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  • July 23, 2012
  • Babbit Thrustface
  • Chris Rubino
  • 25 Comments

MD Ride Review: 2012 Honda CBR1000RR

Honda is partly known for going its own way when it comes to design & engineering. The CB750, with its four cylinders and disc brake, the oval pistoned NR500, the patterns of small holes in their race bike fairings and the CBR900RRs bodywork, etc. The list is long, and the ’12 CBR1000RR continues that trend, although not in as daring a manner as the NR, or the CB750. What it has could be considered less newsworthy than what it *doesn’t* have.  What am I going on about here? Read on….

While the competition has added traction control, wheelie control, and ride modes, Honda continues the latest iteration of the original CBR900RR devoid of these technological advancements, preferring instead to refine and seek perfect balance in power and handling.  Like the competition, however, Anti-lock brakes are available (since 2010) as a $1000 option in Honda’s Combined Anti-lock Brake System (C-ABS), which links front and rear brake calipers, and has been raced with some success by the TT Legends endurance race team. It is a very sophisticated and capable system that bases its control through the ECM, and is nearly transparent in its operation on the street, but adds a 20 pound penalty in weight. Fortunately, this weight can be hidden using mass centralization, so its effect is greater in spec sheet comparisons, than actual use.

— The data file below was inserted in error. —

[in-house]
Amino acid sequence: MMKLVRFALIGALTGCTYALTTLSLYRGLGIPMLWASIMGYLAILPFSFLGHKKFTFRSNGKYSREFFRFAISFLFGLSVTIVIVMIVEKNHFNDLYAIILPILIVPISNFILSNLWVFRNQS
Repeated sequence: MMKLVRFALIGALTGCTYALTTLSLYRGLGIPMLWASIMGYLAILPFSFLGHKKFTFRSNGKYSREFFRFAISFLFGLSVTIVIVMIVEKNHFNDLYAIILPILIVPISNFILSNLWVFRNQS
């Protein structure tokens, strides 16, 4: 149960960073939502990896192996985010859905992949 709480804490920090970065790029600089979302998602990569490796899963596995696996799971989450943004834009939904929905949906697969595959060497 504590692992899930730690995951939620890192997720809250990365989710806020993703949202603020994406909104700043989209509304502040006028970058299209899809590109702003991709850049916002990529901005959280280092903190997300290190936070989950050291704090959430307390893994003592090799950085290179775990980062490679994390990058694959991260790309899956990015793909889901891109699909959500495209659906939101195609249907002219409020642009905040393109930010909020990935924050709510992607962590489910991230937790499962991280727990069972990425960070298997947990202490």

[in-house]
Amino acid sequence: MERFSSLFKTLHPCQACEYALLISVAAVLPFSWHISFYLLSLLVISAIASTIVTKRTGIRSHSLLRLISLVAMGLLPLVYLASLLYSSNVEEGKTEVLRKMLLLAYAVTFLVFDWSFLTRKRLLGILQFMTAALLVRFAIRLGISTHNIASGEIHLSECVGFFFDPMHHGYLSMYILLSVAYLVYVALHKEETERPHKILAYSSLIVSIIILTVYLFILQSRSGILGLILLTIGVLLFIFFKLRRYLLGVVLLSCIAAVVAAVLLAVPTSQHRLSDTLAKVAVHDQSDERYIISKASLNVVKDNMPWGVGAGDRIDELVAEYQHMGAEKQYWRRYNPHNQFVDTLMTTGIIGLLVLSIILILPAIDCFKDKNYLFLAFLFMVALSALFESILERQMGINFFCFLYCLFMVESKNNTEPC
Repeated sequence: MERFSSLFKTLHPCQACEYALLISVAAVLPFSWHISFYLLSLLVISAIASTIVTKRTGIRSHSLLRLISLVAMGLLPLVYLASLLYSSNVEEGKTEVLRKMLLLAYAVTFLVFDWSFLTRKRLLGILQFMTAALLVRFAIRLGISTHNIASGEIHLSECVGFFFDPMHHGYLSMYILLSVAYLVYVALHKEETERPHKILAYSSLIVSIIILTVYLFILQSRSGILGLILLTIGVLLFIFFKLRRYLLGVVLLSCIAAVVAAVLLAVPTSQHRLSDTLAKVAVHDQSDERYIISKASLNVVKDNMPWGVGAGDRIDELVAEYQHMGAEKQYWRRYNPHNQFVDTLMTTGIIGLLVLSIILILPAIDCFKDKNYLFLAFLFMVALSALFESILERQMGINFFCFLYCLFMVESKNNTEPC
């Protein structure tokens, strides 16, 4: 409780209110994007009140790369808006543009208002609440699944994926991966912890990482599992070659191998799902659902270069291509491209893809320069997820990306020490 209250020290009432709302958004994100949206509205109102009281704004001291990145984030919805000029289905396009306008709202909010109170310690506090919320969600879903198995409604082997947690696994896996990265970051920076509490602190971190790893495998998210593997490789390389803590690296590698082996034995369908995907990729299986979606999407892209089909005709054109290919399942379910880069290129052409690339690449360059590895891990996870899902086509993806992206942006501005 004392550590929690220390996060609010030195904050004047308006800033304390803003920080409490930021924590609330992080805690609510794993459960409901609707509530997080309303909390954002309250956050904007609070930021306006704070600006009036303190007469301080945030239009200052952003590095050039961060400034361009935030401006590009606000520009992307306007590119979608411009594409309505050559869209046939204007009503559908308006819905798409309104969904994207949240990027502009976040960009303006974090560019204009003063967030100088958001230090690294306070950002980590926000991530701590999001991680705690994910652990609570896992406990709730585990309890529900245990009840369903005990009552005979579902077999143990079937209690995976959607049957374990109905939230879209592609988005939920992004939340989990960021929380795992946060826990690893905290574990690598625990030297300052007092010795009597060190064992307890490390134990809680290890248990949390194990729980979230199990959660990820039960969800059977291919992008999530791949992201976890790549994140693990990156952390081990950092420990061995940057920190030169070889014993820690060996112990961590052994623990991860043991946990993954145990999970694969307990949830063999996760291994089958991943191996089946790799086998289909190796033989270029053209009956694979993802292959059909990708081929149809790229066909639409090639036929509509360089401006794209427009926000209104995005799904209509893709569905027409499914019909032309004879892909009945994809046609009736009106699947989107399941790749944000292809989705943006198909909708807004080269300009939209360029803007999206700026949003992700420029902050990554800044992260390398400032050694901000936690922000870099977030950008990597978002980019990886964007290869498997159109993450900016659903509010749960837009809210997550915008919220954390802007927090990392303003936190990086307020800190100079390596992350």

The rest of the CBR has received attention in varying degrees to keep it in the liter-class hunt. Left alone, however are the frame and swingarm, which, if you have ridden a 2008 or later spec CBR1000RR, you will likely agree is a good thing.

For the most part, the same could be said of the engine, which has been left largely untouched from last year. It is a torque monster in the midrange, which is very useful in street riding and low speed corners at the track, and still leaves the impression that other participants of the class, Japanese, or European, are somewhat lacking in this department. A top end power comparison, however, reverses the situation, most notably when compared to the BMW S1000RR. On the street, you’re surfing the wave of torque, but on the track, whether racing or at a trackday, you’re moving over to let the BMW by on the straights.